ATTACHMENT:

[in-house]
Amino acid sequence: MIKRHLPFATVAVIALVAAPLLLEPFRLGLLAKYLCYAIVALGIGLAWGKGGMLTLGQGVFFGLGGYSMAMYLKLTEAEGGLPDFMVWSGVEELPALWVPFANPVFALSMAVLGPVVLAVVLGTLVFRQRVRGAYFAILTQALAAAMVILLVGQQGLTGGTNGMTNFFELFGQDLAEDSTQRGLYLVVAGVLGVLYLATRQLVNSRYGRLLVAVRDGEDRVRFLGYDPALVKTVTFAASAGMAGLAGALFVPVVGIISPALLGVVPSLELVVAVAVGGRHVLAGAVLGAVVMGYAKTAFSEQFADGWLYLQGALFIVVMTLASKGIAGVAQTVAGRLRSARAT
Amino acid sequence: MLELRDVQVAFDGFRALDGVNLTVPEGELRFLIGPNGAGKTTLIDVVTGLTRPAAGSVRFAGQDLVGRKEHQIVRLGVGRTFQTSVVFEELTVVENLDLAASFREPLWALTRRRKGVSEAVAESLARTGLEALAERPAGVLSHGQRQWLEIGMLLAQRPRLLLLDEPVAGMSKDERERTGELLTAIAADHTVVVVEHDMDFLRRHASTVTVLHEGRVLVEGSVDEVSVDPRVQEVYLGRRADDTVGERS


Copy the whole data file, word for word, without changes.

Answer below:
[in-house]
Amino acid sequence: MIKRHLPFATVAVIALVAAPLLLEPFRLGLLAKYLCYAIVALGIGLAWGKGGMLTLGQGVFFGLGGYSMAMYLKLTEAEGGLPDFMVWSGVEELPALWVPFANPVFALSMAVLGPVVLAVVLGTLVFRQRVRGAYFAILTQALAAAMVILLVGQQGLTGGTNGMTNFFELFGQDLAEDSTQRGLYLVVAGVLGVLYLATRQLVNSRYGRLLVAVRDGEDRVRFLGYDPALVKTVTFAASAGMAGLAGALFVPVVGIISPALLGVVPSLELVVAVAVGGRHVLAGAVLGAVVMGYAKTAFSEQFADGWLYLQGALFIVVMTLASKGIAGVAQTVAGRLRSARAT
Amino acid sequence: MLELRDVQVAFDGFRALDGVNLTVPEGELRFLIGPNGAGKTTLIDVVTGLTRPAAGSVRFAGQDLVGRKEHQIVRLGVGRTFQTSVVFEELTVVENLDLAASFREPLWALTRRRKGVSEAVAESLARTGLEALAERPAGVLSHGQRQWLEIGMLLAQRPRLLLLDEPVAGMSKDERERTGELLTAIAADHTVVVVEHDMDFLRRHASTVTVLHEGRVLVEGSVDEVSVDPRVQEVYLGRRADDTVGERS